Consumers purchased holiday gifts for their loved ones and friends throughout December, but the rush at payment processing stations finally slowed down during the last weekend prior to Christmas Day.
Reuters recently reported that consumers were shopping less on the final weekend prior to Christmas than they had on all other weekends in November and December this year – despite the fact that many retailers were offering their largest discounts of the entire season.
Citing statistics provided by RetailNext, the news outlet reported that U.S. brick-and-mortar retail sales were also down last weekend when compared with the equivalent weekend in 2012.
However, there may be an upside to this news for retailers still hoping to conduct a number of holiday transactions at their credit card payment processing registers. Reuters also reported that shoppers are planning to do more holiday-based spending after Dec. 25 this year than they had in 2012, citing awareness of post-holiday discounts and sales. By offering major discounts to help clear out stock following the holidays, many retailers will find themselves servicing a rush of customers comparable to the busiest pre-Christmas shopping days.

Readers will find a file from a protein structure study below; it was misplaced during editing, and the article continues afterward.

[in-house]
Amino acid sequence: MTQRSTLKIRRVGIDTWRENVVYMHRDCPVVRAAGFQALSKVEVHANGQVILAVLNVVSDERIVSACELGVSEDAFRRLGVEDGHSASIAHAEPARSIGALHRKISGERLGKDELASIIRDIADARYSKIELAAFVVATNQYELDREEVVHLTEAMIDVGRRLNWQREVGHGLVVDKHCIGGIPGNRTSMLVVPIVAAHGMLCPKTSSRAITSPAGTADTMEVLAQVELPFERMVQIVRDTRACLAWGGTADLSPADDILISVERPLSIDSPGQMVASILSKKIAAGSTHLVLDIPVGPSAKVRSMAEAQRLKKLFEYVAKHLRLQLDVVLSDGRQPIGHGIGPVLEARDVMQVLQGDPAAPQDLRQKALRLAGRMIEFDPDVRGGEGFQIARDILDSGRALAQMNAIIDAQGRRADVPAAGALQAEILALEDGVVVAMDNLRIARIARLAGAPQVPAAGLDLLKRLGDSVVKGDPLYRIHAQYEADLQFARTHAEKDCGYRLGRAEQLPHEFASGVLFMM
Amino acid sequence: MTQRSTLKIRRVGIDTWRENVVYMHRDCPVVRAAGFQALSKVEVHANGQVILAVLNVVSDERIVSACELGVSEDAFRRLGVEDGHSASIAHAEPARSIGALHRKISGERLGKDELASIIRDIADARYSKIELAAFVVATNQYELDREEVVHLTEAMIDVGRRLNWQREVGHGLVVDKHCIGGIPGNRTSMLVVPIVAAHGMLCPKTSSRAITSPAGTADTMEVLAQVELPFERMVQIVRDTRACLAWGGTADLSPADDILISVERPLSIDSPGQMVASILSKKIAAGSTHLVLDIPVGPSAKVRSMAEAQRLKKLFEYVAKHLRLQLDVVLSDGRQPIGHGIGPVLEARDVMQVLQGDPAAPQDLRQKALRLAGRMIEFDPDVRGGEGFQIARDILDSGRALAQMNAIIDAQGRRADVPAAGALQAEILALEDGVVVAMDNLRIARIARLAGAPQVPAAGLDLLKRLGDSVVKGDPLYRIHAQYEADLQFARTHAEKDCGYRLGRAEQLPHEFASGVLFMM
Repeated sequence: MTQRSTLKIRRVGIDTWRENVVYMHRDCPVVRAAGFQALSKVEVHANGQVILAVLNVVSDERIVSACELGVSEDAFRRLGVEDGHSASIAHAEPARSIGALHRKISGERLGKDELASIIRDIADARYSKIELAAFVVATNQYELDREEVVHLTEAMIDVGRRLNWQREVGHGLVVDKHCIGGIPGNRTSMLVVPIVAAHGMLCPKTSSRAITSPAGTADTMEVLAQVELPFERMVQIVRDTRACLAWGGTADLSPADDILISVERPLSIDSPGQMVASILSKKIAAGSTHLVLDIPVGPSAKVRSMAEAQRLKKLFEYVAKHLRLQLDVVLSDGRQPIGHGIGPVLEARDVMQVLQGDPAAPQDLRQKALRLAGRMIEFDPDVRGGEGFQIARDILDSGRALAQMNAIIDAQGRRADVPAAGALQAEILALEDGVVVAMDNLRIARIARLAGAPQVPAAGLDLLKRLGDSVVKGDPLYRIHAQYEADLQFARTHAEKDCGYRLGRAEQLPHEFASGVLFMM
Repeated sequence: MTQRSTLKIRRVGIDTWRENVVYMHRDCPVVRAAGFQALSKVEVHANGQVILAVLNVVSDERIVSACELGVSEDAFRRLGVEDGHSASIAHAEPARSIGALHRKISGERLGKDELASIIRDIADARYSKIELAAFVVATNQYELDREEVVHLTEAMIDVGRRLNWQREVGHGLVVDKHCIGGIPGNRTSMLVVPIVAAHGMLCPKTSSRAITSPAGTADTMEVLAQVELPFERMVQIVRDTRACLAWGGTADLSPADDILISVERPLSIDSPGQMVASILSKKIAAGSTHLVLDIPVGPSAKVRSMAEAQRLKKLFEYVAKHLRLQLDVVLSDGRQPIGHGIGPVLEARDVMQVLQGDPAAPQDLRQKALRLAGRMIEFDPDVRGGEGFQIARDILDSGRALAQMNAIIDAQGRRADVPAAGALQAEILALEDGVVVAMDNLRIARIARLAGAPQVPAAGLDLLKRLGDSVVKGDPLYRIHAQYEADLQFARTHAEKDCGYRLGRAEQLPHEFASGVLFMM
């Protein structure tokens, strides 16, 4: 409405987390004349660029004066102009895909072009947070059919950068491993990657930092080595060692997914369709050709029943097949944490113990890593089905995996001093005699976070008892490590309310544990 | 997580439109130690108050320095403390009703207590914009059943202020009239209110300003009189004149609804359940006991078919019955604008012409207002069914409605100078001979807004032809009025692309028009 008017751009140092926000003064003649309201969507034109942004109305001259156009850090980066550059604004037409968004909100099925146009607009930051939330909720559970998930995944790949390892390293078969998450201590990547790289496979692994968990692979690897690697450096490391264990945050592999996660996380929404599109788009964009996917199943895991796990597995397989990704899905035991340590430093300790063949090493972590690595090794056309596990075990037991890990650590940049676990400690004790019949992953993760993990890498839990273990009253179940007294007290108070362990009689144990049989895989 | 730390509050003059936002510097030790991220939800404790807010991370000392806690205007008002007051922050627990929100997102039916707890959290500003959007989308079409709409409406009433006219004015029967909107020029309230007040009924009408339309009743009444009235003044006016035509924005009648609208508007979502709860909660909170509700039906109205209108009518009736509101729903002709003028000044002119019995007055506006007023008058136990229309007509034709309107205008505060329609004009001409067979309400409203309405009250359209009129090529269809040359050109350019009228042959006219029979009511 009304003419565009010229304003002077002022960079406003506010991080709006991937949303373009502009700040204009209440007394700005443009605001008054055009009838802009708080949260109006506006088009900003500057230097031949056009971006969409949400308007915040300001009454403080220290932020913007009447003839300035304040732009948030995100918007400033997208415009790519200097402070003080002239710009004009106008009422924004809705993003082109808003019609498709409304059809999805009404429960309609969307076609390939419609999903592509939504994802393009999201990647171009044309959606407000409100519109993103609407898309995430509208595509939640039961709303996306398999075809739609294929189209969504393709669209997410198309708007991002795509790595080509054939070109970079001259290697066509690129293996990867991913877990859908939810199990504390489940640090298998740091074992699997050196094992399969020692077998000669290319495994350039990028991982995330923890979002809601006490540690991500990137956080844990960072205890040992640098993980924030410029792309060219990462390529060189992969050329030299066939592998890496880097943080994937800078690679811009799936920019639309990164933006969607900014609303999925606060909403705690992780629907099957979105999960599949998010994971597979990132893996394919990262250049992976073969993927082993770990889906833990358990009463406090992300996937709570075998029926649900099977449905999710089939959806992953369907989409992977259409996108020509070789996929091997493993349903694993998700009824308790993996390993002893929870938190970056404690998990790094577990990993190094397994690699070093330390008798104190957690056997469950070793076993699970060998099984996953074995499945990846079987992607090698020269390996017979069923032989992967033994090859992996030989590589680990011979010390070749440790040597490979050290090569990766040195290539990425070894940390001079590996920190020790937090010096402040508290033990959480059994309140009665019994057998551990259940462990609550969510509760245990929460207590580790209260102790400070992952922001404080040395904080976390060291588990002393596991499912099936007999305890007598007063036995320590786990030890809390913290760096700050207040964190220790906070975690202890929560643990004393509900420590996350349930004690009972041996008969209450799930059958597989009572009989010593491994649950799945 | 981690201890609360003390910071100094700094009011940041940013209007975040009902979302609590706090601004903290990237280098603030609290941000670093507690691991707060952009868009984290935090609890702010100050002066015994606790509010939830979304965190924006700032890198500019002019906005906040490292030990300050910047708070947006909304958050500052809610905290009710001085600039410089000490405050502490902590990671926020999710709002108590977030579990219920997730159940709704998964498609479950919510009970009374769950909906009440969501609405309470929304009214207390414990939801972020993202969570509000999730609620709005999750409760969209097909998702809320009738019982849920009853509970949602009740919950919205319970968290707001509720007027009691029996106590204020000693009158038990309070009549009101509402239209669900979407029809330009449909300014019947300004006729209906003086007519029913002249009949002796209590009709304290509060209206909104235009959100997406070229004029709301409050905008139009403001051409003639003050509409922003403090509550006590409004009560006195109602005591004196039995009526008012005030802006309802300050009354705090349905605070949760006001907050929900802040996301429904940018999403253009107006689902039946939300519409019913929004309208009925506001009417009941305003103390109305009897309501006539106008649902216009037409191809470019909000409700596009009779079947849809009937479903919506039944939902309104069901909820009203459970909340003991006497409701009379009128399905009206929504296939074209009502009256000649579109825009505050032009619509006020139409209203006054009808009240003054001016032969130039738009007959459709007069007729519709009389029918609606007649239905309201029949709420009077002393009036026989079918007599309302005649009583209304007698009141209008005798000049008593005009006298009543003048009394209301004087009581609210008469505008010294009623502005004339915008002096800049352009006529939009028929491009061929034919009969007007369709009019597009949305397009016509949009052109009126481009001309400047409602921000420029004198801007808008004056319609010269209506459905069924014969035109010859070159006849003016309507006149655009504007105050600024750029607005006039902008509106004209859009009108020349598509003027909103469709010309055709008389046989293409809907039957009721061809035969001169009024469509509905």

In-store pick-up options work to improve Christmas Eve sales
Another recent Reuters report detailed the ways that many retail outlets are working to sell consumers gift right up to the last moments preceding Christmas Day. Sucharita Mulpuru, an e-commerce analyst at Forrester Research, told the news outlet that many stores are allowing consumers to order products online and then pick them up immediately at a brick-and-mortar store location, for example, as this is one of the only ways that an e-commerce company can sell a product to a consumer so close to the holidays.
“There is not a whole lot you can do at the 11th hour, but this is one of the few levers you can pull,” Mulpuru told Reuters. “If they can convince even one percent more customers to come to their stores, that’s a big win.”
Reuters reported that a large number of retailers, including Target, Sears, Wal-Mart, Gap and others, are currently allowing consumers in at least some major markets to order a product from an online credit card payment processing page and then pick it up immediately at a physical store location.
“You want your website to get people into your stores, and you want your stores to get people to shop on your website,” Bill Martin, of ShopperTrak, told Reuters.Back To Blog